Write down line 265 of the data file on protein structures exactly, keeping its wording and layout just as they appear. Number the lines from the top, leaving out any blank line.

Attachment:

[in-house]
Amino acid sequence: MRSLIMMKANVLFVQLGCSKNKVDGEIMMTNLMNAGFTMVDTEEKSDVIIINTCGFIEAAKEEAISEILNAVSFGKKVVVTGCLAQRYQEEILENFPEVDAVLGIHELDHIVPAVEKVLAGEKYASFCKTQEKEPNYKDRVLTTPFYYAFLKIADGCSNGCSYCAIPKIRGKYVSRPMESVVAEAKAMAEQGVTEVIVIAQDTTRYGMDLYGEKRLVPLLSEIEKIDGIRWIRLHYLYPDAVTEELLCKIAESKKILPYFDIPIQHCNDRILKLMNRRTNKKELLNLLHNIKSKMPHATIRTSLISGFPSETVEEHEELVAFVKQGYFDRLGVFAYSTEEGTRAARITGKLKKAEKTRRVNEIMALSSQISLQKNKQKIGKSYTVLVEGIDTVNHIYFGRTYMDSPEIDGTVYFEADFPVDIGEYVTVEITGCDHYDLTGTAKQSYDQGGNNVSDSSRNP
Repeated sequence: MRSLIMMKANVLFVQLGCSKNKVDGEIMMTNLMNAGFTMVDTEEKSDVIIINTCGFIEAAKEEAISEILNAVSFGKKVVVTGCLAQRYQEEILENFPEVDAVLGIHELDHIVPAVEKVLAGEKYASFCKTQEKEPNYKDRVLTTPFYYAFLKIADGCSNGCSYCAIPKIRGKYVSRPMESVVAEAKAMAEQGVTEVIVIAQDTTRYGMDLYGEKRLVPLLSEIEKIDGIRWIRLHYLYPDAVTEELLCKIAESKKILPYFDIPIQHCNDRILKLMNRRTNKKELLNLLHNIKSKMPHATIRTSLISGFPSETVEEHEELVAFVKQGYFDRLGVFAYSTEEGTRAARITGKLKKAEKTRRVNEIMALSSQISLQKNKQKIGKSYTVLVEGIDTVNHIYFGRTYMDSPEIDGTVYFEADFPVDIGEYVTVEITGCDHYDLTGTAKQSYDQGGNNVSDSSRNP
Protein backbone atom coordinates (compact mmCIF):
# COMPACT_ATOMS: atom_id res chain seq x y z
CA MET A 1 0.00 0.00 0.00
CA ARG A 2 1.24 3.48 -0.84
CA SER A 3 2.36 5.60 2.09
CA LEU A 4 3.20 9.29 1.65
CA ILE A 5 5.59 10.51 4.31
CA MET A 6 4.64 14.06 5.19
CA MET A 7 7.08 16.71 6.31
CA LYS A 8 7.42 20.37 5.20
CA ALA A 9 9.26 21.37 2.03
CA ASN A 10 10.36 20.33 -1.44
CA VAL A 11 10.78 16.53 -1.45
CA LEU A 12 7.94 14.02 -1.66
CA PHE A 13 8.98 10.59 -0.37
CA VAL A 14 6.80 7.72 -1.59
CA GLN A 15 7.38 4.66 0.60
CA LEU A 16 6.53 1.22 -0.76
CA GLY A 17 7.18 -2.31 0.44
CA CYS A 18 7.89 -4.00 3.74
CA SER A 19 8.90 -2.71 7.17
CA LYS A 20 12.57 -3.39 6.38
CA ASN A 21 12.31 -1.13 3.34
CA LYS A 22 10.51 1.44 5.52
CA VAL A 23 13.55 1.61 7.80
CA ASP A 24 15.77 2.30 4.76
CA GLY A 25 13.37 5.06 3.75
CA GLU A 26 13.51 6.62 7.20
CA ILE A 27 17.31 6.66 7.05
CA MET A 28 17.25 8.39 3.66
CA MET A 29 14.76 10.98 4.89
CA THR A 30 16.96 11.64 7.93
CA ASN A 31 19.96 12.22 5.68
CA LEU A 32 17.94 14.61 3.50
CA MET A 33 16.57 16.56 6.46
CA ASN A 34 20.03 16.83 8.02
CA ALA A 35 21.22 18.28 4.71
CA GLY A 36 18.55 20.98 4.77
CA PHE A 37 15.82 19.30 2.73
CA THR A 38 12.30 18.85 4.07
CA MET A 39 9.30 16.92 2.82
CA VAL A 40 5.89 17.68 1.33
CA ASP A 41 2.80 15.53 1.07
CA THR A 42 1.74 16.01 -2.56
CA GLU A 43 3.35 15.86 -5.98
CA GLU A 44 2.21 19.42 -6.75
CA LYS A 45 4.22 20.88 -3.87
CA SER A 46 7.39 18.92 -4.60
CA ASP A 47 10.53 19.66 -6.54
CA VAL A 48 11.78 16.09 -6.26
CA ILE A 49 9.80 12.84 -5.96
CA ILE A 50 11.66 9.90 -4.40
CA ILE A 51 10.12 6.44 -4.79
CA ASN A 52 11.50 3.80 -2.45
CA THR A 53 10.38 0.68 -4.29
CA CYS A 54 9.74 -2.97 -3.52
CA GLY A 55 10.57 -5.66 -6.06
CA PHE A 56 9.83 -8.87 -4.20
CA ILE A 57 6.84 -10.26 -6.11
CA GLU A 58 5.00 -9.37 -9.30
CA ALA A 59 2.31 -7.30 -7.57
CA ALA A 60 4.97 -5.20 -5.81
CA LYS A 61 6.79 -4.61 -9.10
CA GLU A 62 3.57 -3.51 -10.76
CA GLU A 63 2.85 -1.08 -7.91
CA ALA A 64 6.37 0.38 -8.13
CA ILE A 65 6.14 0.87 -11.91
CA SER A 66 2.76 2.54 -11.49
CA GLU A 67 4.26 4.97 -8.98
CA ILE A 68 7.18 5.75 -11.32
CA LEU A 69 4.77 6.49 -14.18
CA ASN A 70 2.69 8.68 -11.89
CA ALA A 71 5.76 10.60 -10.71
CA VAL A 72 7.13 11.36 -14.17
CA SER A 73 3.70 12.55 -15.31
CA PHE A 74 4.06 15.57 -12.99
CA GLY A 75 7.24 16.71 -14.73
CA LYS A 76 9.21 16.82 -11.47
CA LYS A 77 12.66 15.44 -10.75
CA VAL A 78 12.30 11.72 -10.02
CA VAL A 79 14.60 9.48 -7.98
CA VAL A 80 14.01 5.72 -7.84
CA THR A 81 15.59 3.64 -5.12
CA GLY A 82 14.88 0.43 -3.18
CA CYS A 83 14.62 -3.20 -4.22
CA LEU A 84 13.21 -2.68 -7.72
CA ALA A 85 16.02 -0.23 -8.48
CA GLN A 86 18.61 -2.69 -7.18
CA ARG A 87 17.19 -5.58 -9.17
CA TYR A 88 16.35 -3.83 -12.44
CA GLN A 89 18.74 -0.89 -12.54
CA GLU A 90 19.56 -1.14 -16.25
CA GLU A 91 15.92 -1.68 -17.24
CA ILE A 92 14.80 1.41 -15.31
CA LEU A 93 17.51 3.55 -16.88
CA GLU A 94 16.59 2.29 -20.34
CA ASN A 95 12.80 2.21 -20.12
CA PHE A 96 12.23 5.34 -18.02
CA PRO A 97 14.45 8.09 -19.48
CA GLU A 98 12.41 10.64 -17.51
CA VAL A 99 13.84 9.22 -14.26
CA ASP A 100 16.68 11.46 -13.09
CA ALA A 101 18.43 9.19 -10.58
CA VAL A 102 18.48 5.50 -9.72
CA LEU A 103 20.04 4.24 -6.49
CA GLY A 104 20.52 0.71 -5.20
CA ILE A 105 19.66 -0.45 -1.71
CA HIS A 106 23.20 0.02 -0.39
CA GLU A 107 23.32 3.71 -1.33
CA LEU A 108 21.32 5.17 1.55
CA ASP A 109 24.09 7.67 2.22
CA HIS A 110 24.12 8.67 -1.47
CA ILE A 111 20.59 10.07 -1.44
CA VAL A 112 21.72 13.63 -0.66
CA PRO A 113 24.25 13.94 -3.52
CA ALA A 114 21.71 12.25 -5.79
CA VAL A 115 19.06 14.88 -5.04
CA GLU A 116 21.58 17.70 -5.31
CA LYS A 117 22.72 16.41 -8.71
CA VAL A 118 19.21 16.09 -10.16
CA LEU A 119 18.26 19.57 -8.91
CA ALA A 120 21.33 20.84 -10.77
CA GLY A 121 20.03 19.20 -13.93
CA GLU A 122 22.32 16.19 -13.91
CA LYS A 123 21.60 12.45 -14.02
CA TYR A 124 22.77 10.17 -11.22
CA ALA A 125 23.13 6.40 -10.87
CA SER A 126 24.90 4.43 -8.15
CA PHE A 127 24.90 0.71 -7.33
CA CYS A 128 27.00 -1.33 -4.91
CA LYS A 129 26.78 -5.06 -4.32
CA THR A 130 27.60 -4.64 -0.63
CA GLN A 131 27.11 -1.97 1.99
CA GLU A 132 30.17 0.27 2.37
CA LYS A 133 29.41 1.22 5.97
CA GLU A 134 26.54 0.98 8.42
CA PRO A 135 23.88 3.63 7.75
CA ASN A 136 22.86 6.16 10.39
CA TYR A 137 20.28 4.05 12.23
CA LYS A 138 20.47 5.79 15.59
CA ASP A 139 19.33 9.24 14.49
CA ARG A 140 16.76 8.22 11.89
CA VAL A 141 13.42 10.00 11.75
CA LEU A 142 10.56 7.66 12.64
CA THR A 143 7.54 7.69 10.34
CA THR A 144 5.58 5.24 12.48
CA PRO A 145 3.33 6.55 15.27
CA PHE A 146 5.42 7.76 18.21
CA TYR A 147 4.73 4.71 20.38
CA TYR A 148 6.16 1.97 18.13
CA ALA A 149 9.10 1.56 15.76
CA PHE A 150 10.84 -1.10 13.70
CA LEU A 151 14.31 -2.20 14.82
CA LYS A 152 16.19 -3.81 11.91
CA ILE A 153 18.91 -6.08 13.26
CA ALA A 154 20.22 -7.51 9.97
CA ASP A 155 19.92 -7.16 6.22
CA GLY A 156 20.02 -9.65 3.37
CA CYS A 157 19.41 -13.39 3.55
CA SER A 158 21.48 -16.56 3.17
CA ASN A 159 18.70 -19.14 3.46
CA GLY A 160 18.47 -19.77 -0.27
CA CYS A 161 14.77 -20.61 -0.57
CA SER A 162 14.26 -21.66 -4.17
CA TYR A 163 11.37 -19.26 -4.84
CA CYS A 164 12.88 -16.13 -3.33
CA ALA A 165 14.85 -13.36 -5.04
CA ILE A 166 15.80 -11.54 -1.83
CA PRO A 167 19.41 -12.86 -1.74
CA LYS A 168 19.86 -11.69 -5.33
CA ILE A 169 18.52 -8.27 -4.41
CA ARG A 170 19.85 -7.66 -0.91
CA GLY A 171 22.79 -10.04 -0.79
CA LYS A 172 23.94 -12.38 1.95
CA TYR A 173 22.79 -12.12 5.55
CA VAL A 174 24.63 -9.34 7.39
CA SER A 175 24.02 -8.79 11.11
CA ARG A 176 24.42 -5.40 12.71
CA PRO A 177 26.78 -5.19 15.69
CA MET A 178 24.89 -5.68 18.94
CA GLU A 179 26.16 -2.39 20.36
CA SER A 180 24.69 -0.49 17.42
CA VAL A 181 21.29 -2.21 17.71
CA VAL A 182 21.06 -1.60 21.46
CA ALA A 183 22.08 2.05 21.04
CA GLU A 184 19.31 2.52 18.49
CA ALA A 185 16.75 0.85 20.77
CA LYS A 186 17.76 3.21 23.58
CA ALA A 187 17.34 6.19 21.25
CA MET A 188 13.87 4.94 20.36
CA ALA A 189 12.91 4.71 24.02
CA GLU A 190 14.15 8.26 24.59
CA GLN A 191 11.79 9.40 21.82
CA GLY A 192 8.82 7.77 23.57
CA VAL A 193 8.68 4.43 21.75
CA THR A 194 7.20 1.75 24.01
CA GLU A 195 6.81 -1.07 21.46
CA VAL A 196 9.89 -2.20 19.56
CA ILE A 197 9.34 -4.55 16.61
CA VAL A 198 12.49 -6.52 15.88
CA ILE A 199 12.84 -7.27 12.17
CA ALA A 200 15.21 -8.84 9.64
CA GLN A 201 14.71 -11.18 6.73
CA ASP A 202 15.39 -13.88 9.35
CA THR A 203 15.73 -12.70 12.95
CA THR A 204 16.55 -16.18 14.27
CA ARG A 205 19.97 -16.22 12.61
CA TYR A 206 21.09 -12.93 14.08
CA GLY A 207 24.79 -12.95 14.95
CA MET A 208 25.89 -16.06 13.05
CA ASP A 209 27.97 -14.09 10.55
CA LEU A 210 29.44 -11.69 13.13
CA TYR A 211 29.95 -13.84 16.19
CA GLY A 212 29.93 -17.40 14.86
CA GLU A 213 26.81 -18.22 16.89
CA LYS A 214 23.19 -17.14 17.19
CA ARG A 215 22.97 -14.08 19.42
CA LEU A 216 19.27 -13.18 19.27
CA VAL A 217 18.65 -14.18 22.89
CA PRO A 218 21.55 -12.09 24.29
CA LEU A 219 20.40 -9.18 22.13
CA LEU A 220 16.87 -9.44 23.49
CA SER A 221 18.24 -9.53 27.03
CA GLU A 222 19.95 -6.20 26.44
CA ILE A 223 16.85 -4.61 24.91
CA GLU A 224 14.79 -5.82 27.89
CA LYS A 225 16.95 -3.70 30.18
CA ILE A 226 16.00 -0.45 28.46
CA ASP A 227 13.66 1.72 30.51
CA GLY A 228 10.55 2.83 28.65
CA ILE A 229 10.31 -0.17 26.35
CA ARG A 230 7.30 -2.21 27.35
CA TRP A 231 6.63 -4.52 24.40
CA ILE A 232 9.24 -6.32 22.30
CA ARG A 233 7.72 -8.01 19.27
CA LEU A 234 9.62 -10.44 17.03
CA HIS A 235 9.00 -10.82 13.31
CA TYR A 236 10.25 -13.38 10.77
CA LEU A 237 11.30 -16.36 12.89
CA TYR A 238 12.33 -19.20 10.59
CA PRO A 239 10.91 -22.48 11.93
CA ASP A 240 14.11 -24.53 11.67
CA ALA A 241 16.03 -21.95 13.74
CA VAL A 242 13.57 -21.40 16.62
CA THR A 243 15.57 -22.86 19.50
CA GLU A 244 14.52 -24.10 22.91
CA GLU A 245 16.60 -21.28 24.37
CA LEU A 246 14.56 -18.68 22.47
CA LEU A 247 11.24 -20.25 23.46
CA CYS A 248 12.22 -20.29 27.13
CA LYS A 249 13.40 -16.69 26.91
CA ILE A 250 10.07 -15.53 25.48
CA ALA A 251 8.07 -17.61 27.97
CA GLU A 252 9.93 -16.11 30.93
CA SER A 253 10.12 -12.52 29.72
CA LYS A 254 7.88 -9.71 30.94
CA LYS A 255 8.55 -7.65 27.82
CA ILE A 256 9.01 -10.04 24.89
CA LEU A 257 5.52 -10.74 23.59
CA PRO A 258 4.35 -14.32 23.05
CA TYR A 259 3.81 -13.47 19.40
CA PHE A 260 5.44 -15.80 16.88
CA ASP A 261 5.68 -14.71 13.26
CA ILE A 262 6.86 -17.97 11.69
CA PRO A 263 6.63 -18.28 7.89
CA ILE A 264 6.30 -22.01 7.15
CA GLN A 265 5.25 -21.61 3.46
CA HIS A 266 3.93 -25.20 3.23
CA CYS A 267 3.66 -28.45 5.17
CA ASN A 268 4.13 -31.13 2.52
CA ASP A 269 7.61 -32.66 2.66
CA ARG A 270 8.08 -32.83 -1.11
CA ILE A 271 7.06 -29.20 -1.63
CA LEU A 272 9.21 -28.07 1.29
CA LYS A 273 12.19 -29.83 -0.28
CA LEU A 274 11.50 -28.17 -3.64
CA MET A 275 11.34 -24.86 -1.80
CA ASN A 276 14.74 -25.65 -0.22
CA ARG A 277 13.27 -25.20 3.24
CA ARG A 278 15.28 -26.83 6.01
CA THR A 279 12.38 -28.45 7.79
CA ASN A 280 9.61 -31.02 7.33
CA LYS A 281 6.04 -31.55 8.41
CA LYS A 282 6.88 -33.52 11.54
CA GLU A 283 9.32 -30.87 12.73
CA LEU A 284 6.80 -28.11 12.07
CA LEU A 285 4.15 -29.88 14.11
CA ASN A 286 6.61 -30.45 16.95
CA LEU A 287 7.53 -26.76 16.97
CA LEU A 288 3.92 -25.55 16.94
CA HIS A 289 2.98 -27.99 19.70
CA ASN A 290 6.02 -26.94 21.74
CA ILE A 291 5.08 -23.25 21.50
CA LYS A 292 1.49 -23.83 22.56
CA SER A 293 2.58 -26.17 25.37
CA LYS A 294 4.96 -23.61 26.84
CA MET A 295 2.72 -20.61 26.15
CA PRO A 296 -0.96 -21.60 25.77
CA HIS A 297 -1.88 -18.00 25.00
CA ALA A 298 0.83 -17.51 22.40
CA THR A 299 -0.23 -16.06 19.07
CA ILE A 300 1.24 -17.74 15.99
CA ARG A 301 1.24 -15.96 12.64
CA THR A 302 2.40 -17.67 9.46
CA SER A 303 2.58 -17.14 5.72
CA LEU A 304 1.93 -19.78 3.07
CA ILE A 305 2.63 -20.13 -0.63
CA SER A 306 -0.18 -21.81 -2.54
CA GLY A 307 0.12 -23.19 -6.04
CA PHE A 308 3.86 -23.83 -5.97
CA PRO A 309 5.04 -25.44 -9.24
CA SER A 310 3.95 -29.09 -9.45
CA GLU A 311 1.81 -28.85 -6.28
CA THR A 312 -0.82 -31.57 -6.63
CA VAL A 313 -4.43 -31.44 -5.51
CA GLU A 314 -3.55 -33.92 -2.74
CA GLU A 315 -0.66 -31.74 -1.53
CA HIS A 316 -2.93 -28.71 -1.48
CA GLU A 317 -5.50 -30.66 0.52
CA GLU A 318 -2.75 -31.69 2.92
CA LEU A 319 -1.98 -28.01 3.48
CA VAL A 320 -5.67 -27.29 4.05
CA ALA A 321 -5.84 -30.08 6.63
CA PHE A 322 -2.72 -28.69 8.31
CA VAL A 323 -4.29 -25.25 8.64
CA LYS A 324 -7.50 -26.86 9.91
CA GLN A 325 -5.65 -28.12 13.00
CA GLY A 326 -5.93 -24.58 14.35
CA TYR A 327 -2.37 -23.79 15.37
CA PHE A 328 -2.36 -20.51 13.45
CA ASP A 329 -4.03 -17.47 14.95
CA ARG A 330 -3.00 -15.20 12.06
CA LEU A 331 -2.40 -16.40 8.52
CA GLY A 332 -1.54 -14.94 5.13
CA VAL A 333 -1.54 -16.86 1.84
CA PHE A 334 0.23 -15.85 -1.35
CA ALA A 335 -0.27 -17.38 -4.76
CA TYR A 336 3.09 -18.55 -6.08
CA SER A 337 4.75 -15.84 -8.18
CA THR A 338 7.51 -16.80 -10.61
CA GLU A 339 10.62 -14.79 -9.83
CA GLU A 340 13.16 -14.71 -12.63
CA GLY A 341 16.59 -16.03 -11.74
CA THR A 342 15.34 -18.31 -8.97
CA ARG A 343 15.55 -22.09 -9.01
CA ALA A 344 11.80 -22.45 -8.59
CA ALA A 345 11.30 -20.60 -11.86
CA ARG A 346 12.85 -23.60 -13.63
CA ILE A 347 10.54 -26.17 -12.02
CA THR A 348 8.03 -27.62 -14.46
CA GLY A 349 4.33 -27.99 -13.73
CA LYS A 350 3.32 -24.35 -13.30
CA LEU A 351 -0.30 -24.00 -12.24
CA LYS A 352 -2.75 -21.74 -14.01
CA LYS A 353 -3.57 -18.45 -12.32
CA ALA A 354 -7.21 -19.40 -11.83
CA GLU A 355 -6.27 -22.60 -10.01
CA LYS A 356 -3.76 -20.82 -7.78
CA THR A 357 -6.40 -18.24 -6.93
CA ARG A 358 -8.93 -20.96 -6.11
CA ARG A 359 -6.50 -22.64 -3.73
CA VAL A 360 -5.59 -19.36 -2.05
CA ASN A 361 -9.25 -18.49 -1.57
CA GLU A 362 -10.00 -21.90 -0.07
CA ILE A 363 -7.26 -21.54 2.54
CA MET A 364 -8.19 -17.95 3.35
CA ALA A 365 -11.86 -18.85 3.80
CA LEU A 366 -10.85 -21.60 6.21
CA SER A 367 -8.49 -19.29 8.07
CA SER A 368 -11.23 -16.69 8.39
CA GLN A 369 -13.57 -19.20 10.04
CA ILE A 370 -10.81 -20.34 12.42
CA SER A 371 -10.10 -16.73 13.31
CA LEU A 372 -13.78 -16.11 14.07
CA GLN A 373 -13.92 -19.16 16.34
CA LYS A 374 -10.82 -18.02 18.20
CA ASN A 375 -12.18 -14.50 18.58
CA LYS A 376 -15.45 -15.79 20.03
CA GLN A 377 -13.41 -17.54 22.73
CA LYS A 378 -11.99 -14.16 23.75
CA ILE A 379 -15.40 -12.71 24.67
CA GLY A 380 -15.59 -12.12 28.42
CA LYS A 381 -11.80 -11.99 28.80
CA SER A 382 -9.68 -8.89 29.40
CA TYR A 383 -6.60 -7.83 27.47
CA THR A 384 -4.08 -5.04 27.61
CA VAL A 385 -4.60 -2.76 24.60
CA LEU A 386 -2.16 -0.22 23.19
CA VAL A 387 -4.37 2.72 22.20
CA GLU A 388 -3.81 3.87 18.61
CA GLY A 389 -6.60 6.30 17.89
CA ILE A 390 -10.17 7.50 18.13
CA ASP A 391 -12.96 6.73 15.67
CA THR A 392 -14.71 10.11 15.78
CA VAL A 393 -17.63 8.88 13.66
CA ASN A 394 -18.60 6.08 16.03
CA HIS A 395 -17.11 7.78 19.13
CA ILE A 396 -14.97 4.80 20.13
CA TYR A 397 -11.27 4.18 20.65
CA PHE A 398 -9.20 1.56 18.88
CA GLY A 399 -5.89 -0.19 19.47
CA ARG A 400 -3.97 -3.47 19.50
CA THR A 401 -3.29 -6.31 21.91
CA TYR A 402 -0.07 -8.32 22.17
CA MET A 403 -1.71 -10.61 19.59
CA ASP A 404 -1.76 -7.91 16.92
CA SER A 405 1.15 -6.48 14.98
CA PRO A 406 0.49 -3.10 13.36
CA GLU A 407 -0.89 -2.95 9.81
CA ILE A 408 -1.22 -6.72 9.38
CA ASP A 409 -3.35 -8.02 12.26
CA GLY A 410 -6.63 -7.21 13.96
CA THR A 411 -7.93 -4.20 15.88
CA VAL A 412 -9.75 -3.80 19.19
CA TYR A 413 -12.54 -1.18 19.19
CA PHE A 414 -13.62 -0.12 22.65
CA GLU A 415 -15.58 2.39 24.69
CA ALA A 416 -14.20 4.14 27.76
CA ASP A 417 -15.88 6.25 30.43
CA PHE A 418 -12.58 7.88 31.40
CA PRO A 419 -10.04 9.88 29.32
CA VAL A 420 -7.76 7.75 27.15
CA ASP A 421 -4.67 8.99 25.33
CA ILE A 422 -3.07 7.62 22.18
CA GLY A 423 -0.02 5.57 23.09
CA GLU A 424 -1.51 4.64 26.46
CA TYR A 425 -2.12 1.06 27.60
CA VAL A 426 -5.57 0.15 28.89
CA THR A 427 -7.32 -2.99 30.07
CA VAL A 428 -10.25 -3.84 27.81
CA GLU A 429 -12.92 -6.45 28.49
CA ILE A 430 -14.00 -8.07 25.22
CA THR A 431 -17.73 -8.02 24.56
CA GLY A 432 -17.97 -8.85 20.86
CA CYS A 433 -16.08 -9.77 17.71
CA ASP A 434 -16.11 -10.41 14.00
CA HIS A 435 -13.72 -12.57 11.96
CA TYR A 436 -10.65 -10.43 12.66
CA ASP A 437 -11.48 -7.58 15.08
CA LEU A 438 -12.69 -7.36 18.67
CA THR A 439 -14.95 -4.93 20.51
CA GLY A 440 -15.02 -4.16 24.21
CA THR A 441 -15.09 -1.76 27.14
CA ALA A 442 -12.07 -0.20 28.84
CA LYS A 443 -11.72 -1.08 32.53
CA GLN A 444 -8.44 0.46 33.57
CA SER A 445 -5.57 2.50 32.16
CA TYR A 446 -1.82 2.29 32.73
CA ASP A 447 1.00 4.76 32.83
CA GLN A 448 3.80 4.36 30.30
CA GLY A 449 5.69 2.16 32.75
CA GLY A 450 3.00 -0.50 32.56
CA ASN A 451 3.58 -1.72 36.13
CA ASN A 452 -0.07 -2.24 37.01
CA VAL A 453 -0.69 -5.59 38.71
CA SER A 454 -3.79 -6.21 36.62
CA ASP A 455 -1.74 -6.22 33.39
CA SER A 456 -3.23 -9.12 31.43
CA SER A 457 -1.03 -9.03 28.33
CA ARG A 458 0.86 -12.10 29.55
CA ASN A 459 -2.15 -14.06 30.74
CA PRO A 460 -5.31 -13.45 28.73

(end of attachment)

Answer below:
CA PHE A 260 5.44 -15.80 16.88